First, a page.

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I was heartened to learn recently that atheists are no longer the most reviled group in the United States: according to the political scientists Robert Putnam and David Campbell, we’ve been overtaken by the Tea Party. But even as I was high-fiving my fellow apostates (“We’re number two! We’re number two!”), I was wondering anew: why do so many people dislike atheists?
Atheism does not entail that anything goes. Quite the opposite.
Well, actually — no, it’s not. (And for the record, Dostoevsky never said it was.) Atheism does not entail that anything goes.
Admittedly, some atheists are nihilists. (Unfortunately, they’re the ones who get the most press.) But such atheists’ repudiation of morality stems more from an antecedent cynicism about ethics than from any philosophical view about the divine. According to these nihilistic atheists, “morality” is just part of a fairy tale we tell each other in order to keep our innate, bestial selfishness (mostly) under control. Belief in objective “oughts” and “ought nots,” they say, must fall away once we realize that there is no universal enforcer to dish out rewards and punishments in the afterlife. We’re left with pure self-interest, more or less enlightened.
This is a Hobbesian view: in the state of nature “[t]he notions of right and wrong, justice and injustice have no place. Where there is no common power, there is no law: where no law, no injustice.” But no atheist has to agree with this account of morality, and lots of us do not. We “moralistic atheists” do not see right and wrong as artifacts of a divine protection racket. Rather, we find moral value to be immanent in the natural world, arising from the vulnerabilities of sentient beings and from the capacities of rational beings to recognize and to respond to those vulnerabilities and capacities in others.
This view of the basis of morality is hardly incompatible with religious belief. Indeed, anyone who believes that God made human beings in His image believes something like this — that there is a moral dimension of things, and that it is in our ability to apprehend it that we resemble the divine. Accordingly, many theists, like many atheists, believe that moral value is inherent in morally valuable things. Things don’t become morally valuable because God prefers them; God prefers them because they are morally valuable. At least this is what I was taught as a girl, growing up Catholic: that we could see that God was good because of the things He commands us to do. If helping the poor were not a good thing on its own, it wouldn’t be much to God’s credit that He makes charity a duty.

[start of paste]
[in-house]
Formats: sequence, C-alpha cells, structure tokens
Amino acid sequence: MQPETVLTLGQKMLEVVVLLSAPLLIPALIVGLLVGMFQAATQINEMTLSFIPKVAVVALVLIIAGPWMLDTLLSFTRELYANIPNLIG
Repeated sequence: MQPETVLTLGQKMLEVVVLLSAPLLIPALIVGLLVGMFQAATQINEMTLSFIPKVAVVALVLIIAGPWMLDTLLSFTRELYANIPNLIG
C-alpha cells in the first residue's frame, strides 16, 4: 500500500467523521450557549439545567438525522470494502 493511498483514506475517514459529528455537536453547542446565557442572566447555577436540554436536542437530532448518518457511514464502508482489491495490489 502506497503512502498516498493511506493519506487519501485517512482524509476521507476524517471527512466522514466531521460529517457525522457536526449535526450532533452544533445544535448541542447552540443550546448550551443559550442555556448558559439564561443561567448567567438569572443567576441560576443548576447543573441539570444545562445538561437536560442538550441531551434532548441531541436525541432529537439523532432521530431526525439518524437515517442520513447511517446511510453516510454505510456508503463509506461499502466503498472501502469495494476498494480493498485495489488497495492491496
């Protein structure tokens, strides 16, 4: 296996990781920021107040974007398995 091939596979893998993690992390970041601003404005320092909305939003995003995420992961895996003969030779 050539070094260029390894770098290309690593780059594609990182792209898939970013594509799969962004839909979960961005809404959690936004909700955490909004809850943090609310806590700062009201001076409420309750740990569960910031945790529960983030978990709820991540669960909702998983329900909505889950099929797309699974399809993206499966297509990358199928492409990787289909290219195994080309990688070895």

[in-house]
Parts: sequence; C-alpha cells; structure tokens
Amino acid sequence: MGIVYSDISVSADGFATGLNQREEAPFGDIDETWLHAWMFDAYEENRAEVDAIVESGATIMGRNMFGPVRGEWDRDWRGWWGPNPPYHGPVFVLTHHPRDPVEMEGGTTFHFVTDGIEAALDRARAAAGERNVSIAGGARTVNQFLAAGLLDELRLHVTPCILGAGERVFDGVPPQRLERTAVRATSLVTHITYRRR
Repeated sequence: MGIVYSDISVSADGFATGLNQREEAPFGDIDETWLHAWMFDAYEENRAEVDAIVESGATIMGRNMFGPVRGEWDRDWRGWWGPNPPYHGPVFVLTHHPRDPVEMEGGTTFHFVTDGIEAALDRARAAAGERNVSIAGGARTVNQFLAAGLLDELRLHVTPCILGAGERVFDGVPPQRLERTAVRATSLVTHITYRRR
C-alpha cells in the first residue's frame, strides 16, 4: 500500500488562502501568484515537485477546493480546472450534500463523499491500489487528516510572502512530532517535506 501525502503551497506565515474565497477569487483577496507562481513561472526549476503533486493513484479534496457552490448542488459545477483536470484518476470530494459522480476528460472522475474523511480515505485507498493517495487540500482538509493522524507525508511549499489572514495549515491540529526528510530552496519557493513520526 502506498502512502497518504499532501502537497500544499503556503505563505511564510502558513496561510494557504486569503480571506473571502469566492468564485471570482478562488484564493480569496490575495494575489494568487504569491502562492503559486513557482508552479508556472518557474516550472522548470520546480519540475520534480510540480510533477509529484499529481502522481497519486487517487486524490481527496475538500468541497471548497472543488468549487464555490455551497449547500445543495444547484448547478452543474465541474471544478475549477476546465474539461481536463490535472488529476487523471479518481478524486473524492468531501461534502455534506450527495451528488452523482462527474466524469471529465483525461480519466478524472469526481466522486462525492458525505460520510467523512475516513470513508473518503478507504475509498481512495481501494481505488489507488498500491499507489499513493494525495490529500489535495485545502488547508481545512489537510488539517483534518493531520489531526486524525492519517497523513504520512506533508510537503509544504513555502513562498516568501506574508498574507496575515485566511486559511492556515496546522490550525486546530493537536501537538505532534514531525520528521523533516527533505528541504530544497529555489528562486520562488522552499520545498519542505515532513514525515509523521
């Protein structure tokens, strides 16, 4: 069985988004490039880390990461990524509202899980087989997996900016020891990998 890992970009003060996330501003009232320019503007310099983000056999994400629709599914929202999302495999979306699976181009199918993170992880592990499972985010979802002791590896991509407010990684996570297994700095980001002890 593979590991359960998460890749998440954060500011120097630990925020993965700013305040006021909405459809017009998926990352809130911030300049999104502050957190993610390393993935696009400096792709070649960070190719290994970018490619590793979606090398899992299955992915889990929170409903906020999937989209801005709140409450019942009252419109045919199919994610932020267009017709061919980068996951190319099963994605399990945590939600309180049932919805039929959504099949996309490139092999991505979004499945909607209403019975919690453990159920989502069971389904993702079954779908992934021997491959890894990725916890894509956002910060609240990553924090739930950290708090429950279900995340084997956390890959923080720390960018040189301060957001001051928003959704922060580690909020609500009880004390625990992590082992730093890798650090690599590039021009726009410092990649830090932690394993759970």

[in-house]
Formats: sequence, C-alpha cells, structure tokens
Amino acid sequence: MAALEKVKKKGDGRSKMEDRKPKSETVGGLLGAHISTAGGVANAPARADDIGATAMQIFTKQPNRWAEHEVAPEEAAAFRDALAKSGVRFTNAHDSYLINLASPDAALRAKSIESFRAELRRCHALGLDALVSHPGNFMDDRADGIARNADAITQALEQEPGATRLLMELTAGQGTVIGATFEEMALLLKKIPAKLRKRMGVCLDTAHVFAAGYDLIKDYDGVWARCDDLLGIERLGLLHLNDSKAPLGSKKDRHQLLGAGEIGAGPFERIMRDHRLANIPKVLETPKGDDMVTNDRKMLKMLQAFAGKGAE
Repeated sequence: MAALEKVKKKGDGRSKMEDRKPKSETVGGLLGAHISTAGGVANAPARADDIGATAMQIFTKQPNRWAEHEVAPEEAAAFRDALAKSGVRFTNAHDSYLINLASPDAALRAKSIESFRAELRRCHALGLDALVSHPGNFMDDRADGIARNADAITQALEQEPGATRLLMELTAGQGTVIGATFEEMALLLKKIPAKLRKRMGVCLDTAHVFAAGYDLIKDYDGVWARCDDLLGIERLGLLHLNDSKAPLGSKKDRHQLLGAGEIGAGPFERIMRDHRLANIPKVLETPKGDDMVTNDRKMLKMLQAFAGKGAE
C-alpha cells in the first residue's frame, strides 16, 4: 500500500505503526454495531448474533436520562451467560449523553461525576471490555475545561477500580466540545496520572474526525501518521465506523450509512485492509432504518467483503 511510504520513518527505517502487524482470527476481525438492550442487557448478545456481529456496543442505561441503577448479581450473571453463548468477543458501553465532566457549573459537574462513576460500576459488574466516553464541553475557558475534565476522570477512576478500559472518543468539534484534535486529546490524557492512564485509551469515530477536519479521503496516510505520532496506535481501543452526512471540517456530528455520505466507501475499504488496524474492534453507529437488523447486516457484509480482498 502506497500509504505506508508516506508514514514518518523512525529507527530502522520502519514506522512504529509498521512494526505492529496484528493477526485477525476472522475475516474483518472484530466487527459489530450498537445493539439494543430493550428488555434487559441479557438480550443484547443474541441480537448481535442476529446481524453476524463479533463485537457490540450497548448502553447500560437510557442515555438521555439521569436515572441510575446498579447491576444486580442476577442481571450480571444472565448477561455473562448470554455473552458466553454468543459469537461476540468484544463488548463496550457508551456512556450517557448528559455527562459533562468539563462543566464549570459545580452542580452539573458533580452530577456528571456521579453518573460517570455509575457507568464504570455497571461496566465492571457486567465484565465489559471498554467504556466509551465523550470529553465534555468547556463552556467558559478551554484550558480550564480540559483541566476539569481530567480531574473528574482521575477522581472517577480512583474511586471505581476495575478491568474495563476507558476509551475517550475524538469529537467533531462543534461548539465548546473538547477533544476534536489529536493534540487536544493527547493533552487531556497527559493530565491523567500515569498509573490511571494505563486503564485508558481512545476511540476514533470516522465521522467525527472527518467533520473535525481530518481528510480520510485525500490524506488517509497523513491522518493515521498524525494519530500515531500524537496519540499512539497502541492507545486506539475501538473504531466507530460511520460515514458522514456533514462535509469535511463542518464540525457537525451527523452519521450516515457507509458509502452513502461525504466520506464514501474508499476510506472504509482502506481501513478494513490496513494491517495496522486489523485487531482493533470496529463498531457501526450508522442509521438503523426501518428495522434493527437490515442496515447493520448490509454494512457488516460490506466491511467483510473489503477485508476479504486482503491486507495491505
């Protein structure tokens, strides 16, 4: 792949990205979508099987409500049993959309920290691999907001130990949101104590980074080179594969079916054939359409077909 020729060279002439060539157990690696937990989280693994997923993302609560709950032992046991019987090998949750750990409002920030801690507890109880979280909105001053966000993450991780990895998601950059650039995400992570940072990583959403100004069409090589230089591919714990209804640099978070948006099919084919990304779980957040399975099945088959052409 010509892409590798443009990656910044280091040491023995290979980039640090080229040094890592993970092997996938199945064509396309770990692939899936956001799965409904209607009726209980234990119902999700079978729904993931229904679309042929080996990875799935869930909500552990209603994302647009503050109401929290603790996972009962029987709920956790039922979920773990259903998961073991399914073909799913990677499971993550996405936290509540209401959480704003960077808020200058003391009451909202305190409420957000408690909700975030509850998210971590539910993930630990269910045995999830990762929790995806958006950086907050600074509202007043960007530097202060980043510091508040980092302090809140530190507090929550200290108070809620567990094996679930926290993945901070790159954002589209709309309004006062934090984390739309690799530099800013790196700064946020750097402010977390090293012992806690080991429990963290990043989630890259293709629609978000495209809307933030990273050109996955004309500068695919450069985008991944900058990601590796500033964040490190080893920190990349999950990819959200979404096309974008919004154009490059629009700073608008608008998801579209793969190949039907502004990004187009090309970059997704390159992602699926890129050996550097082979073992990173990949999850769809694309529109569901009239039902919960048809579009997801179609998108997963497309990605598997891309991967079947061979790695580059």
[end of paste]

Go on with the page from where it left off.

It may surprise some people to learn that theists ever take this position, but it shouldn’t. This position is not only consistent with belief in God, it is, I contend, a more pious position than its opposite. It is only if morality is independent of God that we can make moral sense out of religious worship. It is only if morality is independent of God that any person can have a moral basis for adhering to God’s commands.
Let me explain why. First let’s take a cold hard look at the consequences of pinning morality to the existence of God. Consider the following moral judgments — judgments that seem to me to be obviously true:
• It is wrong to drive people from their homes or to kill them because you want their land.
• It is wrong to enslave people.
• It is wrong to torture prisoners of war.
• Anyone who witnesses genocide, or enslavement, or torture, is morally required
to try to stop it.
To say that morality depends on the existence of God is to say that none of these specific moral judgments is true unless God exists. That seems to me to be a remarkable claim. If God turned out not to exist — then slavery would be O.K.? There’d be nothing wrong with torture? The pain of another human being would mean nothing?
Think now about our personal relations — how we love our parents, our children, our life partners, our friends. To say that the moral worth of these individuals depends on the existence of God is to say that these people are, in themselves, worth nothing — that the concern we feel for their well being has no more ethical significance than the concern some people feel for their boats or their cars. It is to say that the historical connections we value, the traits of character and personality that we love — all count for nothing in themselves. Other people warrant our concern only because they are valued by someone else — in this case, God. (Imagine telling a child: “You are not inherently lovable. I love you only because I love your father, and it is my duty to love anything he loves.”)